Miranda Hart: My, What I Call, Live Show DVD | DVD review by Steve Bennett

Miranda Hart: My, What I Call, Live Show DVD

Note: This review is from 2014

DVD review by Steve Bennett

Any show that starts, unironically, by geeing the audience up with s Club 7’s Reach For The Stars, is probably never going to be filed under esoteric, fiercely intelligent stand-up.

Miranda Hart, instead, plays to her strengths in seeking to create a party atmosphere in the traditionally soulless O2. Yes, it may be her first tour but she’s plunged straight in at the arena level, thanks to the runaway popularity of her BBC One sitcom.

She takes her party hostess task quite literally, chucking out cheesy snacks to go with the cheesy music. Some of the ‘such fun!’ rabble-rousing doesn’t really suit a DVD though, proving too big and loud for home viewing.

Yet in other touches she plays exactly to the home audience, particularly in the asides to camera borrowed from the TV show. Some of her anecdotes and 'life-awkward moments', as she clunkily describes them, seem like slighty risqué outakes from the sitcom, too, as she vividly relives some of her more humiliating pratfalls. Both the ’trapped wind’ debacle and her one-and-only experience of drug-taking are lovely bits of descriptive slapstick.

Her physicality is there, too, right down to grubbing around on the floor when the stand-up demands it, or mimicking a musical theatre run.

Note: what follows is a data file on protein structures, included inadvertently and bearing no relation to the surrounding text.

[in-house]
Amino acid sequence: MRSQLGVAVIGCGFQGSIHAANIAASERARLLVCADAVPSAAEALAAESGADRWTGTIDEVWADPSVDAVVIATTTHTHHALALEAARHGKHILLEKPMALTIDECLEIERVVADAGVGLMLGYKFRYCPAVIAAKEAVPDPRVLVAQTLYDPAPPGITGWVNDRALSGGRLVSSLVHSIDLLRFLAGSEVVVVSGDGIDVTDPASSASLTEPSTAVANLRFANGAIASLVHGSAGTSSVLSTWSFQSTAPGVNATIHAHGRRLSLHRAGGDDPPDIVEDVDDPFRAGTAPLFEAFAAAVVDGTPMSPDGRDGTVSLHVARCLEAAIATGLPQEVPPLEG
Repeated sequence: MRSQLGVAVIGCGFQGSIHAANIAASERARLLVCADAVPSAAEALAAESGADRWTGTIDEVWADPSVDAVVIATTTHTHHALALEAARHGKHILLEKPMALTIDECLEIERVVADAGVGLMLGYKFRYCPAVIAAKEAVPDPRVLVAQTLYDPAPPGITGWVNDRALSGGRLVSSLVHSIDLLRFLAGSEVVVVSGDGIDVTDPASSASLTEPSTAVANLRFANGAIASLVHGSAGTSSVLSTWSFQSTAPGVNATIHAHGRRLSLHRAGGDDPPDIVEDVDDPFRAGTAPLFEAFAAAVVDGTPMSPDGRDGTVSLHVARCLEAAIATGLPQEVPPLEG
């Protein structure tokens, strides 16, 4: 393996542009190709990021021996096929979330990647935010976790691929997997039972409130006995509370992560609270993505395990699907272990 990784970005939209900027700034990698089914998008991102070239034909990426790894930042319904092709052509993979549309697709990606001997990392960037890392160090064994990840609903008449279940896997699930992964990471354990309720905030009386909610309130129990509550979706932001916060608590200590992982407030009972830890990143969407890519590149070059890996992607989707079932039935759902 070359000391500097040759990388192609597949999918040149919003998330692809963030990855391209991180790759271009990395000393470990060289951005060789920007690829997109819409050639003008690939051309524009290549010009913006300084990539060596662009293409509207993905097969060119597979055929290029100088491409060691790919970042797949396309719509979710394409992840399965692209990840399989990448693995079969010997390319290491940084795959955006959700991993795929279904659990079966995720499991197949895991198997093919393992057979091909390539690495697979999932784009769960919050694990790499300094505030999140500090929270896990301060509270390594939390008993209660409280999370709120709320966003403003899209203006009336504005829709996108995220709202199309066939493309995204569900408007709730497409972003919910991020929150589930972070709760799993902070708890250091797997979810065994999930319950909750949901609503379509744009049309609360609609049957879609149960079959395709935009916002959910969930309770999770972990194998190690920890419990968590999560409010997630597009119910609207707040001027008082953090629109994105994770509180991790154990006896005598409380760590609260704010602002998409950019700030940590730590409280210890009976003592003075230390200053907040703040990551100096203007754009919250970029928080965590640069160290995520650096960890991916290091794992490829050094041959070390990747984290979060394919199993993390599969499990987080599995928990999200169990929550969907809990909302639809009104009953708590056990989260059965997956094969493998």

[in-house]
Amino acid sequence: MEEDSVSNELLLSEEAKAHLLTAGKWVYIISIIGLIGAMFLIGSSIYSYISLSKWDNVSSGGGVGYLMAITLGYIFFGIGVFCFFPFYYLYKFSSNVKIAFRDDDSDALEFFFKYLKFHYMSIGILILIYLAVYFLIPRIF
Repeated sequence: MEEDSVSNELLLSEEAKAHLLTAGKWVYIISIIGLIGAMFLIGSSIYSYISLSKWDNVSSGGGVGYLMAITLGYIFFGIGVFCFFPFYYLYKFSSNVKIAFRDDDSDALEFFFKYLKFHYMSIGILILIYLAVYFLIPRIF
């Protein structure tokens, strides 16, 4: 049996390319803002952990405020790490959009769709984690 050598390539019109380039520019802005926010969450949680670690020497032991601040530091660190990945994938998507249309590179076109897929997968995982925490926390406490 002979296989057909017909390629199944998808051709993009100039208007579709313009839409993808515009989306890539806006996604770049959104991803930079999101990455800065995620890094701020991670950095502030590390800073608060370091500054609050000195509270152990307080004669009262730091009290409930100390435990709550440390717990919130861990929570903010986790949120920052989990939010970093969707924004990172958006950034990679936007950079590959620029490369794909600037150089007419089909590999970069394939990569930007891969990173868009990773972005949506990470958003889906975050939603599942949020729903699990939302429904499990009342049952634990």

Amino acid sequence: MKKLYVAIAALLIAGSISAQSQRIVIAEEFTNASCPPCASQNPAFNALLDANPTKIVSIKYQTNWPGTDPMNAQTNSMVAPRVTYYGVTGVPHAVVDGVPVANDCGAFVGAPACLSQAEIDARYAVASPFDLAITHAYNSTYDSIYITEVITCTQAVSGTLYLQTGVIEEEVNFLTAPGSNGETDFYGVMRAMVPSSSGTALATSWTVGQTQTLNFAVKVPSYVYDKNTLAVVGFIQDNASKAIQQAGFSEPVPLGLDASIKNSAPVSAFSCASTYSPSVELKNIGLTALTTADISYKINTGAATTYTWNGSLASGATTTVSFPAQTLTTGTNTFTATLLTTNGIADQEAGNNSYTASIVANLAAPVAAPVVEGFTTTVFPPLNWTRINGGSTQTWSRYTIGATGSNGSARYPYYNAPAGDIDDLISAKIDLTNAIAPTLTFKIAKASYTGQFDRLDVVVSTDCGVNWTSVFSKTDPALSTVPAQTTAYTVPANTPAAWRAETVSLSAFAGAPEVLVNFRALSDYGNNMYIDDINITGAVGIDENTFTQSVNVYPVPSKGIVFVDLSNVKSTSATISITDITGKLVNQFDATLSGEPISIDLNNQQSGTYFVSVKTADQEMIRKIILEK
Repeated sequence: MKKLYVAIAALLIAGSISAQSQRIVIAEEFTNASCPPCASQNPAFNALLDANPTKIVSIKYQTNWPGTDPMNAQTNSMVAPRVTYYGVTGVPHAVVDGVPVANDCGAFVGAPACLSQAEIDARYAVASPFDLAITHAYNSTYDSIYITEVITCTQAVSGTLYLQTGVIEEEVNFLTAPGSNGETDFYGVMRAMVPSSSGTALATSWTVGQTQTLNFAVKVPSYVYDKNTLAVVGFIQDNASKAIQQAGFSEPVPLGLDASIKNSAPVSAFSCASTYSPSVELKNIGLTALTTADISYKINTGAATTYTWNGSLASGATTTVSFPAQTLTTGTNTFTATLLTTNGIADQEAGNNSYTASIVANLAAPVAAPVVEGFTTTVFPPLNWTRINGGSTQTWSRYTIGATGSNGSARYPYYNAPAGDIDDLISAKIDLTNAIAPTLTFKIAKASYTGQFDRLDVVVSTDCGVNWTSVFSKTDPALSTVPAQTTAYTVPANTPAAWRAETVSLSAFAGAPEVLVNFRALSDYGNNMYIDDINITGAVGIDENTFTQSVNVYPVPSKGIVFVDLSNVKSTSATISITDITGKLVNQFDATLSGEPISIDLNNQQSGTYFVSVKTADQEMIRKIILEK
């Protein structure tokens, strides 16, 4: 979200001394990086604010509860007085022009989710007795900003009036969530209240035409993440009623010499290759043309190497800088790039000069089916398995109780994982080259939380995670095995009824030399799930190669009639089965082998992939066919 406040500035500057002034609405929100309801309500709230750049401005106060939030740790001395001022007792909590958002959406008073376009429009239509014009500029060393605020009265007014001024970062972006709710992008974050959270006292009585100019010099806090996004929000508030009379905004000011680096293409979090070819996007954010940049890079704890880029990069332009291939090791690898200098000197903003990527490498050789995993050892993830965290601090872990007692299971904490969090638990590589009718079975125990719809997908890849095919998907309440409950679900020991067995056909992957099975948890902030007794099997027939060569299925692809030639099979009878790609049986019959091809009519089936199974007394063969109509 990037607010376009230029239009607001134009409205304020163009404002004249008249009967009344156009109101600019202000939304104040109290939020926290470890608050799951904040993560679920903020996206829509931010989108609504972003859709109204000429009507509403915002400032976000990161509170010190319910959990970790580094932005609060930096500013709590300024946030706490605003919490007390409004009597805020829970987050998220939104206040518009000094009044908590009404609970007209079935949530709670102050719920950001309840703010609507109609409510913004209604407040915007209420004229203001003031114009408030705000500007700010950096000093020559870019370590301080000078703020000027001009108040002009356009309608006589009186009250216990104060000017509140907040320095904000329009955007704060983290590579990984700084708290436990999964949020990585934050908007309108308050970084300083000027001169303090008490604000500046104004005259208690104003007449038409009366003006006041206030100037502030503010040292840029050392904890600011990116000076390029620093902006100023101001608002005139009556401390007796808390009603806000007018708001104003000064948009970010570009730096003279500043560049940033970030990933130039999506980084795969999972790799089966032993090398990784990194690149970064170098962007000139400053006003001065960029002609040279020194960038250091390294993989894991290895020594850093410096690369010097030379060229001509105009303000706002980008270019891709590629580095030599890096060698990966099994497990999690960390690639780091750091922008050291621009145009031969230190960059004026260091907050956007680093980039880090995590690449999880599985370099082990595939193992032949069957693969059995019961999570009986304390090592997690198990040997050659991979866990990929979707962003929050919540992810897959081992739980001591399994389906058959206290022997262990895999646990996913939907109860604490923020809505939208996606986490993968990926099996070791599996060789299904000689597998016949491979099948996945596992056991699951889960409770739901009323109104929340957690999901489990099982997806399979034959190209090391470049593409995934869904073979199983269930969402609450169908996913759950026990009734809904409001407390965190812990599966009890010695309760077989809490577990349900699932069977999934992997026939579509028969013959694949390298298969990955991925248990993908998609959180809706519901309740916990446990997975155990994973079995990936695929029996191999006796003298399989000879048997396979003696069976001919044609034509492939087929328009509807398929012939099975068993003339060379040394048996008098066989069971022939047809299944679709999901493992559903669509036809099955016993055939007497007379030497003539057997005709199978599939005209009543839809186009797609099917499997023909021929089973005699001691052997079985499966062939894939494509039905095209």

These are highlights of the stand-up which elsewhere plays it safe and familiar – but even so Miranda’s genial, gleeful posh-girl enthusiasm goes a long way. And as if her audience could care less about how original her routines are...

It’s that broad likeablity which Beeb bosses will hope to call on for the ‘son of Generation Game’ show she is working on – and across this DVD there’s also a chance to see her people skills, both with the audience in general and a young couple she invites up for a date in particular. She sets up the gig as a ‘cocoon’ – or more formally, ‘a cocoon o’fun’ – partly for the simple joy of rolling the plummy word around her mouth, partly to reassure the huge crowd all is safe and, despite what it may seem, intimate.

This helps the atmosphere permeate down to the small screen, and come the celebratory video finale, with callbacks a-plenty, the sentiment is uplifting, no matter the simplicity of some of the earlier stand-up routines.

Review date: 20 Nov 2014
Reviewed by: Steve Bennett

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